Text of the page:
Short shedding time (1–3 weeks) is balanced by production and dissemination of large quantities of environmentally resistant oocysts (107–108 for one cat). It was reported that the proportion of domestic cats excreting oocysts at any one time is 2% in most countries [11]. Re-shedding was demonstrated experimentally after a second challenge with T. gondii, after corticoid treatment or superinfection by Isospora felis [2527].

3 Resistance of infective oocysts

3.1 Environmental conditions

Oocysts are spread in the environment mainly via wind, water, manure and by earthworms and arthropods: they can contaminate surface water, soil, harvest feeds, fruits and vegetables [11, 2831]. They have been recovered from naturally contaminated soil but never from water [11].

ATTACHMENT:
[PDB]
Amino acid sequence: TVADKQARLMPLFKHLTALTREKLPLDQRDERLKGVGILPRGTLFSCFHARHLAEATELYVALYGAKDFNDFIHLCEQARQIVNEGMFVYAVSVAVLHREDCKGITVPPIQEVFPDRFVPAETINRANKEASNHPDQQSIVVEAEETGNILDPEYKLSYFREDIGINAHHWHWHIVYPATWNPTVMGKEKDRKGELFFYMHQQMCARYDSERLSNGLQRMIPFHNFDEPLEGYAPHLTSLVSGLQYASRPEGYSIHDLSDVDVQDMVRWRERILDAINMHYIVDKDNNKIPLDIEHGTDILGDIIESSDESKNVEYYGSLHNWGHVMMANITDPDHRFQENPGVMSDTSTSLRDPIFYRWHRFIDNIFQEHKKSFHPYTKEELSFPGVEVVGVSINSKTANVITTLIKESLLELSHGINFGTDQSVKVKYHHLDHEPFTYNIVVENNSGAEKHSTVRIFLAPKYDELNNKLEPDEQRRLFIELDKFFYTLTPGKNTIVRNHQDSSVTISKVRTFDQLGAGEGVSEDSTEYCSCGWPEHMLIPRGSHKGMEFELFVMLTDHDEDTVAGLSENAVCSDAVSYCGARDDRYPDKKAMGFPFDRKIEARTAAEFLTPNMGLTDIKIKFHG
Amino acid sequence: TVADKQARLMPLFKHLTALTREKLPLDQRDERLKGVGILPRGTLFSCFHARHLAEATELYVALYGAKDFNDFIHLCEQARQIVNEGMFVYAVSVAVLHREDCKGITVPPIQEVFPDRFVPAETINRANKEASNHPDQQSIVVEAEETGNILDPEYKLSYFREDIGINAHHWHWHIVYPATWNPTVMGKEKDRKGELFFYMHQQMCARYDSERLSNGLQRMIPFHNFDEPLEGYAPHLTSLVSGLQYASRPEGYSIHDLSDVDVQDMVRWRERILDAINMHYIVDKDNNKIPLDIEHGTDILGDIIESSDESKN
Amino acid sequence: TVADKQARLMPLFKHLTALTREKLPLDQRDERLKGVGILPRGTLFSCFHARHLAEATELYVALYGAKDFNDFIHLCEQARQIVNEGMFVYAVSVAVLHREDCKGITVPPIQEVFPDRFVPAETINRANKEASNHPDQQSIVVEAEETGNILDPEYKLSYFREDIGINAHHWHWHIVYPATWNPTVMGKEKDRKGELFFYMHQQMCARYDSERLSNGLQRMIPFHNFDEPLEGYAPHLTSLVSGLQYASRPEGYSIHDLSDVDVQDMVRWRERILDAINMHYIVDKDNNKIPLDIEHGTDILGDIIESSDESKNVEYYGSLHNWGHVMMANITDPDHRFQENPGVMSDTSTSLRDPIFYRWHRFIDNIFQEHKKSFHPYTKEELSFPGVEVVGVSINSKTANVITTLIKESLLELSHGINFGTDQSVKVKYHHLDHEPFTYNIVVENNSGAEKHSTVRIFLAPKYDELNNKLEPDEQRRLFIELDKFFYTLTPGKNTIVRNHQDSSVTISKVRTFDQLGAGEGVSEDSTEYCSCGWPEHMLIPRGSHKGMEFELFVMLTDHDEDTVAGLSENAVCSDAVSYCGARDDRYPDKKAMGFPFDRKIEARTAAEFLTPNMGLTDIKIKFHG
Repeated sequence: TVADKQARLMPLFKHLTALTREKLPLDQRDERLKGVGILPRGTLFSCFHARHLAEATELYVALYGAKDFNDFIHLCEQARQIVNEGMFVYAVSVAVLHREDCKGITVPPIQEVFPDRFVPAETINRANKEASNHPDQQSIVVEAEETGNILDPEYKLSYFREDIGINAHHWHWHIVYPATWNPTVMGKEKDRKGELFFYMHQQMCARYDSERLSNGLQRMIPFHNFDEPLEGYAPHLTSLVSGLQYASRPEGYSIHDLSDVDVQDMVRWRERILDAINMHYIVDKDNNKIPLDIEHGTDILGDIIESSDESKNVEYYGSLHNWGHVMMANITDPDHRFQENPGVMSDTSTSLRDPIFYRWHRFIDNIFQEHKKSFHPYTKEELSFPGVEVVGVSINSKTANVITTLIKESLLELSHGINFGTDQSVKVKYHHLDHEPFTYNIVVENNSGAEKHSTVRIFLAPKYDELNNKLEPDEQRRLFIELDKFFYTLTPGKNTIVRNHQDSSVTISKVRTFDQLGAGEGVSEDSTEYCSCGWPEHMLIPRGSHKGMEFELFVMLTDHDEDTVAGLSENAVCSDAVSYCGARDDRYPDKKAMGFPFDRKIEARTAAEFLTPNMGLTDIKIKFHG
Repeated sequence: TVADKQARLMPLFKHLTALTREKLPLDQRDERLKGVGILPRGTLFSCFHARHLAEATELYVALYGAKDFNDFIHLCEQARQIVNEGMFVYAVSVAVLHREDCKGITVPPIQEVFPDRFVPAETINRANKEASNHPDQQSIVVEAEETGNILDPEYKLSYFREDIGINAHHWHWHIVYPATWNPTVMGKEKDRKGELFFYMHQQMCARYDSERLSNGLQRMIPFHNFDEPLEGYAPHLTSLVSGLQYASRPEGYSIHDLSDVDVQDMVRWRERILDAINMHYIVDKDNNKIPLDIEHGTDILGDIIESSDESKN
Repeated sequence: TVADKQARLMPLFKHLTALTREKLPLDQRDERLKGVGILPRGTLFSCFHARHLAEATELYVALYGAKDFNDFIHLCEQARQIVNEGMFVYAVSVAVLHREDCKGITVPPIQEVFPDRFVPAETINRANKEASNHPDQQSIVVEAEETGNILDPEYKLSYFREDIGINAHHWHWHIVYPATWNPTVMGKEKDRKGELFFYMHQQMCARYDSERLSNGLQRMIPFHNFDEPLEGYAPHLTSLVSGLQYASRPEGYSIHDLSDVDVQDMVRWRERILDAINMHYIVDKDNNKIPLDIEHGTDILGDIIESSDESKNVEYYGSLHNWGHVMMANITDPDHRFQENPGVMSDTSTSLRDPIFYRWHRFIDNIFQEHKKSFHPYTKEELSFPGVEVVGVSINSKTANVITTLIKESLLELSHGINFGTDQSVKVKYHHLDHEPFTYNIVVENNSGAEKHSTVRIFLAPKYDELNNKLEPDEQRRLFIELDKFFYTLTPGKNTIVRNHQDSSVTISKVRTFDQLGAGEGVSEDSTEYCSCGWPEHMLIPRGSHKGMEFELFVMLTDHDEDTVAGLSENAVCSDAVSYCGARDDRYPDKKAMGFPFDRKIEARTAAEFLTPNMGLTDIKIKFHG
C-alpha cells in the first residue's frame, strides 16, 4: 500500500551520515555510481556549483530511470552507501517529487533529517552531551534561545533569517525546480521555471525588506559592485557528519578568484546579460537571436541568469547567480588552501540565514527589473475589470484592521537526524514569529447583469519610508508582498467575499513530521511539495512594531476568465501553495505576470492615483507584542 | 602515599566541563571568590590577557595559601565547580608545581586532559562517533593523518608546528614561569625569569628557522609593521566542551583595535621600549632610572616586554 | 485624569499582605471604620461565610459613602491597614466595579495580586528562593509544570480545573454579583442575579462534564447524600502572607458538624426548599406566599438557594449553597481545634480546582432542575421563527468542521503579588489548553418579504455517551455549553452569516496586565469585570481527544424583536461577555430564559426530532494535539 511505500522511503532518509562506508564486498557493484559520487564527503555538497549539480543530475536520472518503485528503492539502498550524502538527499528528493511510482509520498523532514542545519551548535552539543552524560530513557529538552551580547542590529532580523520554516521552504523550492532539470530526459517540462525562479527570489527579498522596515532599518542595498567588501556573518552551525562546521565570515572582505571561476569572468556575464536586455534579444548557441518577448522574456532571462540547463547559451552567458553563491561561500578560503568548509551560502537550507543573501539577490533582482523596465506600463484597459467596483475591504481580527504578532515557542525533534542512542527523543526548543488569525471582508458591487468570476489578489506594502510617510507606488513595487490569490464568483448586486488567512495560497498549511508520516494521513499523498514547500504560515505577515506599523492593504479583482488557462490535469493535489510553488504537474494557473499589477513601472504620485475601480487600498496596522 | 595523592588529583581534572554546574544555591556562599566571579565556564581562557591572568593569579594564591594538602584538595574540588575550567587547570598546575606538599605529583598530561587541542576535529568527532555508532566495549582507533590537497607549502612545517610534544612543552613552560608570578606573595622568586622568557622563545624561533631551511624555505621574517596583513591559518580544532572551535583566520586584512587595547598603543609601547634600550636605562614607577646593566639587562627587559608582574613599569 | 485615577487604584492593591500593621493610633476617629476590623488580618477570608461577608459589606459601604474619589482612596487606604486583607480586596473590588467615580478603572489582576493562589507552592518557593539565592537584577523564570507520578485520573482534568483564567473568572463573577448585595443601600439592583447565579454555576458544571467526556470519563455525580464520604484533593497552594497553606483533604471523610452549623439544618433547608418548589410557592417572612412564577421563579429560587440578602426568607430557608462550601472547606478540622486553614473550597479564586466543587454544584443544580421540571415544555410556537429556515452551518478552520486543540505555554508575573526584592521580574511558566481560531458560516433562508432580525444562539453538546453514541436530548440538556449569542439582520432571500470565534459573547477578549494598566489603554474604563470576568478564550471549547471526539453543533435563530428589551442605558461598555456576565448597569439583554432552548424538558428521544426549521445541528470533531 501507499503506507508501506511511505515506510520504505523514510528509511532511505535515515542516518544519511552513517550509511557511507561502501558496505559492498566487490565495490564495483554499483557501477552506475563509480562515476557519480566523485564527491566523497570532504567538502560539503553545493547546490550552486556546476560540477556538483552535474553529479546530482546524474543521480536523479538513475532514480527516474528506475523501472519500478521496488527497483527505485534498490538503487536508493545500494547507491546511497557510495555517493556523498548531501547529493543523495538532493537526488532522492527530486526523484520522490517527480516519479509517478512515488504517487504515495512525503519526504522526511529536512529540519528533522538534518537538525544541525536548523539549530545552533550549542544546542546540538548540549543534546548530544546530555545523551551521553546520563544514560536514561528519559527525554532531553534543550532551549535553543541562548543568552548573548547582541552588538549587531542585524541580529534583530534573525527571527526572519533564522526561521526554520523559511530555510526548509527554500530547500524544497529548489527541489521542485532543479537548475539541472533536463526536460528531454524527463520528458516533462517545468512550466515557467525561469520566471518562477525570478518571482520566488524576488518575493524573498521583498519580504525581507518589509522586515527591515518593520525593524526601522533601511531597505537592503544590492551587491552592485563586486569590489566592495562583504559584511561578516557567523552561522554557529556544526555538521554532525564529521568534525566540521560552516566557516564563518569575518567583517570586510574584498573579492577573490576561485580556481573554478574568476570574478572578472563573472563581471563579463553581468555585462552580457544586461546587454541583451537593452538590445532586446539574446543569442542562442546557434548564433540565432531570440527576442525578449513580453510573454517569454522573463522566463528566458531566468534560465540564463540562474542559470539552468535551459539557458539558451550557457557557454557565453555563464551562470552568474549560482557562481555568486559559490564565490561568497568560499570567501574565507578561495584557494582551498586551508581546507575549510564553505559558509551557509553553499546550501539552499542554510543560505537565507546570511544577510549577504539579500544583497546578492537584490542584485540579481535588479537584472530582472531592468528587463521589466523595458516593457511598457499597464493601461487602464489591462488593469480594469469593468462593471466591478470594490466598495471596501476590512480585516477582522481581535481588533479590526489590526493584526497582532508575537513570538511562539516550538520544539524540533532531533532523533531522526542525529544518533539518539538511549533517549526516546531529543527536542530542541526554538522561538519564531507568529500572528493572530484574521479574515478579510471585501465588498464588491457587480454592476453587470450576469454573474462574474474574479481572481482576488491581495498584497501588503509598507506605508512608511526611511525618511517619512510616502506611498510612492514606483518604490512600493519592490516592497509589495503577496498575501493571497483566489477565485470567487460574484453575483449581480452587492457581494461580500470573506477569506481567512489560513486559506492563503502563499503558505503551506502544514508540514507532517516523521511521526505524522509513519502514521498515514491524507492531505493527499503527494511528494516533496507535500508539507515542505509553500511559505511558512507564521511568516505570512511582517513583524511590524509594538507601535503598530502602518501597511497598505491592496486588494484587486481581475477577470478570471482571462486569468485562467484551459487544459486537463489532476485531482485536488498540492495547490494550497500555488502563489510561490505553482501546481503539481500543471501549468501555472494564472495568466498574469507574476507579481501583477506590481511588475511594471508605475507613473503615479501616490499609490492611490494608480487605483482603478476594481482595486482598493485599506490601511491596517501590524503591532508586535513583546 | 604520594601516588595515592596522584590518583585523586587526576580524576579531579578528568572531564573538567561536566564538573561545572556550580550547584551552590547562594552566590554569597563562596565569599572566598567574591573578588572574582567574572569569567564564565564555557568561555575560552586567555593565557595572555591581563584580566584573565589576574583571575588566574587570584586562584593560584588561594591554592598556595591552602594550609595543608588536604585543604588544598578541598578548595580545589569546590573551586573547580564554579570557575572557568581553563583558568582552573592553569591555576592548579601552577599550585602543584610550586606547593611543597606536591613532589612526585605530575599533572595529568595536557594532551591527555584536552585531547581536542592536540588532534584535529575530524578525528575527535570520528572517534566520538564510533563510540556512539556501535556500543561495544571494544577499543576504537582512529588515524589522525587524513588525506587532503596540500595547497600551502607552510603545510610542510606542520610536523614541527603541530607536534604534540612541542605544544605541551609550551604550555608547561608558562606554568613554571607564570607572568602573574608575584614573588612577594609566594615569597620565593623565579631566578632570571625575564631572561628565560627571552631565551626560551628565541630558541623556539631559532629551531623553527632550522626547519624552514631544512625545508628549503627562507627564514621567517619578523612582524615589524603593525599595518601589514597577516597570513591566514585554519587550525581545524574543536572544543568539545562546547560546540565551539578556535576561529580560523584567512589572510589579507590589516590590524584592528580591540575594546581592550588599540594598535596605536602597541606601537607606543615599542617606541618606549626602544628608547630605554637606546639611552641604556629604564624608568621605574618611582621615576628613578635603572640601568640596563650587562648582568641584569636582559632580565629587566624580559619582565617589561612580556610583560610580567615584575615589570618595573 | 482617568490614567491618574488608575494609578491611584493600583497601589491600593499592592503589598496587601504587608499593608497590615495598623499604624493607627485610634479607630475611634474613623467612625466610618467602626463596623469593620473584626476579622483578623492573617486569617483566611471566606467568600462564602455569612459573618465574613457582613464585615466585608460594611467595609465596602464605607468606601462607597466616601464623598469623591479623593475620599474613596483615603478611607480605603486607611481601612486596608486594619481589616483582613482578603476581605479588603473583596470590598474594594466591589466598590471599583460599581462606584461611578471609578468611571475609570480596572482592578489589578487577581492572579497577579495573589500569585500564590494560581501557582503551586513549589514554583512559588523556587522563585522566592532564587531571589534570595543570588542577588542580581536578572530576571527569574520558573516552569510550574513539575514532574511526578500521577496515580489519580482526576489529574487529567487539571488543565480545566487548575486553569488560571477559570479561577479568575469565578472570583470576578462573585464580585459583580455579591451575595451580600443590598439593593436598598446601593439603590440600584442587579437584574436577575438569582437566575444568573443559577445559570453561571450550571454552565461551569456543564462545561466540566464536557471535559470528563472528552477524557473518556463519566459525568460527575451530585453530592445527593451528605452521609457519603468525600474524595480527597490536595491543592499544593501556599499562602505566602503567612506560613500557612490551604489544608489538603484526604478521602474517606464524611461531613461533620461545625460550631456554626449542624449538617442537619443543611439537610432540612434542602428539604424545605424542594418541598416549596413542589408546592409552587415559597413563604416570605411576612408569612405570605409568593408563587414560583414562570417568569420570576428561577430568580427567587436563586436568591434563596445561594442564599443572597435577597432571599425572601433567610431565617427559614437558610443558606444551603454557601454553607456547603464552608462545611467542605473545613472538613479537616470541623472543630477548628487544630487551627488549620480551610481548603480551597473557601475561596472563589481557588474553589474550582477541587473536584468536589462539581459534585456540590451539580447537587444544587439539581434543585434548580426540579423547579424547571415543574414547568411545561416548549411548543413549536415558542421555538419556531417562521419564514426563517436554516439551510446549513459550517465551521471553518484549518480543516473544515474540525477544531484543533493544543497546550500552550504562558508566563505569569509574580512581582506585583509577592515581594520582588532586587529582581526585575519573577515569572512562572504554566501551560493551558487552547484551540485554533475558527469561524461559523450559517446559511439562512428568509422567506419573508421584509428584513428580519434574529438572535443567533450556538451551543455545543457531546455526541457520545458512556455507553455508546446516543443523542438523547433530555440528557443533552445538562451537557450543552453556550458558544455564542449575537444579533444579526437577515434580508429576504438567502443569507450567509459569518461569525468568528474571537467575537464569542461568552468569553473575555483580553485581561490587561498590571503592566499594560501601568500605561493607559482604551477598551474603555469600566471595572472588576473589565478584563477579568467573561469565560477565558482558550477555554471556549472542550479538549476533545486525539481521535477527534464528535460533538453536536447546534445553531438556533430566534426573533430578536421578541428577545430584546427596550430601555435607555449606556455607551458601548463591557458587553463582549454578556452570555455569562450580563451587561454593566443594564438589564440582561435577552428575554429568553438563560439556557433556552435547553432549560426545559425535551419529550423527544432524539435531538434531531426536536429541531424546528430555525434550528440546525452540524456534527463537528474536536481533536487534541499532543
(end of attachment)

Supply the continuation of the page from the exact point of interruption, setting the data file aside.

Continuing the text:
Unsporulated oocysts lose their capacity to sporulate after freezing (1 day at −21°C or 7 days at −6°C) and heating (50°C, 10 min) [23, 32]. Refrigerator conditions (4°C for 6–11 weeks) are not sufficient to prevent development of oocyst infectivity [33]. As shown in Table 1, sporulated oocysts can remain infective in water for at least 54 months at 4°C [35] and in experimentally infected soils for 18 months under various temperatures [29]. Increasing temperatures results in decreased survival time. Freezing may not be sufficient to kill sporulated oocysts as they can survive for 28 days after constant freezing at −21°C [32]. In addition, fluctuating temperatures do not notably affect oocyst survival time both in water and in soil and oocysts can remain infective after severe winters [29, 32]. Drying of uncovered suspensions or by direct exposition to sunlight is moderately deleterious to sporulated oocysts [11, 34, 36]. Oocysts probably survive in marine waters since T. gondii infections have been reported in marine mammals [11]. Oocysts can be removed by oysters from experimentally contaminated sea water [39]. Thus, molluscs can act as a potential source of T. gondii infections due to their consumption by humans or marine mammals, as shown for C. parvum oocysts [40, 41]. Cool and moist fruits or vegetables may provide an optimal environment for oocyst survival. Kniel et al. have recently shown an 8-week survival time of infective T. gondii oocysts on raspberries stored at 4°C [37]. These fruits have been previously reported as an important source of human infection caused by Cyclospora cayetanensis, a closely related coccidia to T. gondii [42].